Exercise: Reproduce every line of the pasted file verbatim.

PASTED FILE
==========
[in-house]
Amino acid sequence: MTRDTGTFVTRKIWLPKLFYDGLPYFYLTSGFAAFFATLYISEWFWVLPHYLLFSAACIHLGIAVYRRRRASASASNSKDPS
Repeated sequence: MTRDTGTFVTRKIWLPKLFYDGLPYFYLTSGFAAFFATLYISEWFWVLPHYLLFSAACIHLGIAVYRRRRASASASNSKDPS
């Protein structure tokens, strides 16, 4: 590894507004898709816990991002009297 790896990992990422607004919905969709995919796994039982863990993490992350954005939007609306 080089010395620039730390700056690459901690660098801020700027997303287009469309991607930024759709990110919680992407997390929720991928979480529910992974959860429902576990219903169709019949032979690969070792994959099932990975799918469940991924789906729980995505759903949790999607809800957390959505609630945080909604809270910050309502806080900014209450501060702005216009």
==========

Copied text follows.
[in-house]
Amino acid sequence: MTRDTGTFVTRKIWLPKLFYDGLPYFYLTSGFAAFFATLYISEWFWVLPHYLLFSAACIHLGIAVYRRRRASASASNSKDPS
Repeated sequence: MTRDTGTFVTRKIWLPKLFYDGLPYFYLTSGFAAFFATLYISEWFWVLPHYLLFSAACIHLGIAVYRRRRASASASNSKDPS
């Protein structure tokens, strides 16, 4: 590894507004898709816990991002009297 790896990992990422607004919905969709995919796994039982863990993490992350954005939007609306 080089010395620039730390700056690459901690660098801020700027997303287009469309991607930024759709990110919680992407997390929720991928979480529910992974959860429902576990219903169709019949032979690969070792994959099932990975799918469940991924789906729980995505759903949790999607809800957390959505609630945080909604809270910050309502806080900014209450501060702005216009």